Zero Inflation How Does It Affect Land Investment And The Housing Sector-diying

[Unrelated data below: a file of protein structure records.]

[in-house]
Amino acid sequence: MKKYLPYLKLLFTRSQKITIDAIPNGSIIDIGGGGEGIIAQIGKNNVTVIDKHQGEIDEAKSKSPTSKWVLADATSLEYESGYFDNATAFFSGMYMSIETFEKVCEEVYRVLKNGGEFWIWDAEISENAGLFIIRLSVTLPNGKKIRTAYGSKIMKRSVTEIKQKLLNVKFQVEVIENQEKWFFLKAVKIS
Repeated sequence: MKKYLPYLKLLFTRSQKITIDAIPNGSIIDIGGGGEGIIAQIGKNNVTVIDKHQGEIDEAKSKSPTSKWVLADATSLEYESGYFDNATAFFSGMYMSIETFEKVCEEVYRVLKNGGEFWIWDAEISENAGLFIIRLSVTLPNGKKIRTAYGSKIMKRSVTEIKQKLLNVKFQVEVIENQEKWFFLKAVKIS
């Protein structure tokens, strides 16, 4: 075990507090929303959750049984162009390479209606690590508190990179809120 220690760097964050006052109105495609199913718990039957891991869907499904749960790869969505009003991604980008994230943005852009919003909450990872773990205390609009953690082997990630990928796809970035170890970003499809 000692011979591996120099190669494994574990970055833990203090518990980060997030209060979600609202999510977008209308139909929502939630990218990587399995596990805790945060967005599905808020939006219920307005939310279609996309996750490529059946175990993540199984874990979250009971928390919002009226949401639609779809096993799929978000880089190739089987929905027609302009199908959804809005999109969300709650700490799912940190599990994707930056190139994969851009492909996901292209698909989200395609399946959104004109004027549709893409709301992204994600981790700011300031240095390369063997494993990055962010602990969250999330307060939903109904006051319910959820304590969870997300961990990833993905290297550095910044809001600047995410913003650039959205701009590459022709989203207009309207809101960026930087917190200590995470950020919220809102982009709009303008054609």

Real-Estate Deflation can sound good to consumers ears, but it also alters economies and investment decisions. UK deflation is new and housing investors need to pay heed. The UK is in a stage of exceptionally low inflation – even deflation in some sectors – which any student of macroeconomics knows has its pluses and minuses. Consumers love paying lower energy bills, but some businesses suffer if they have to cut prices to attract buyers. Borrowers suffer if they are paying back on debt incurred when prices were higher. Investors in new home building might take notice as well. For example, capital growth land opportunities provide individuals and institutions a means to participate in the high demand for housing – finding UK land that can be converted to housing (with council approvals) and establishing homes where the local economy needs them. But with all the moving parts of the UK economy, within the context of global economic shifts (petroleum pricing among them), where to apply money and capital is a question that isnt easily answered. These publications have offered some perspective in 2015: FT.. – The Financial Times online UK economy at a glance provides a rundown on more than a dozen economic indicators, including both inflation (at -0.1% as of October 2015) and the housing market. The annualised house price rise that month across the country was 6.1%, but 5% when factoring out London and the South East. Relative to inflation, the papers economists note, Exceptionally low inflation, driven largely by falling oil prices, supermarket price wars and the strength of sterling keeping down the costs of imports, has been a boom for household finances. It cites the Bank of Englands prognostication that very low/zero inflation is due to external factors and not indicative of a looming deflationary spiral. Relative to home buying, the value of mortgage lending also rose by the largest amount in almost seven years, with 69,300 mortgage approvals in October 2015, perhaps due to demand that was held back earlier in the year during the lead up to the national election. The Telegraph – The papers property correspondent interviewed economists on how a deflationary cycle might affect housing prices. Making distinctions between good and bad deflation, the head of JLL residential research says a bad cycle could include flat or falling house prices. The impact could be a cooling of transactions because existing homeowners wont feel .fortable about trading up; if they do anyway, with lower proceeds from the sale of their old home their deposits will be smaller, forcing some to accept a higher loan-to-value mortgage on their new home. Would you buy if you think prices are going to go lower? posed the researcher. Homeowners like buying into a rising market. But this would require a sustained and persistent deflation cycle, which he says is not yet evident. PricedOut.org.uk – This advocacy group campaigning for affordable house prices says that nearly 3.5 million private renters are unable to afford the average house and this number will increase further if house prices continue to rise faster than wages. Citing how the average cost of houses is seven times that of average in.e, it points out how rising home prices have a perverse inflationary effect: Rising house prices hinder the ability to build enough houses because it increases the market value of land, thereby increasing costs to the developers … attract[ing] more speculators to the housing market as … it makes houses more expensive. The proposed solution is to set a target of zero per cent house price inflation, levy a higher rate of capital gains tax on property (to make speculative buying less attractive), liberalising planning policies, and otherwise encourage a zero-per cent house price inflation rate. So regardless of whether you invest in market-traded securities or alternative investments such as land, house building, antiques or .modities, there is this unusual dynamic of very low inflation and perhaps deflation to consider. But the chief property economist at Capital Economics, the independent macroeconomic research firm, told FT.. that the shortage of homes for sale causes an upward momentum defined by tight .petition by more buyers chasing after too-few homes. For the most part, thats what capital growth investors look for in alternatives to securities. No investor can be expected to understand the many interrelated factors of any economy, deflationary or inflationary. This is why third party advice from an independent financial advisor is almost always re.mended. About the Author: 相关的主题文章:

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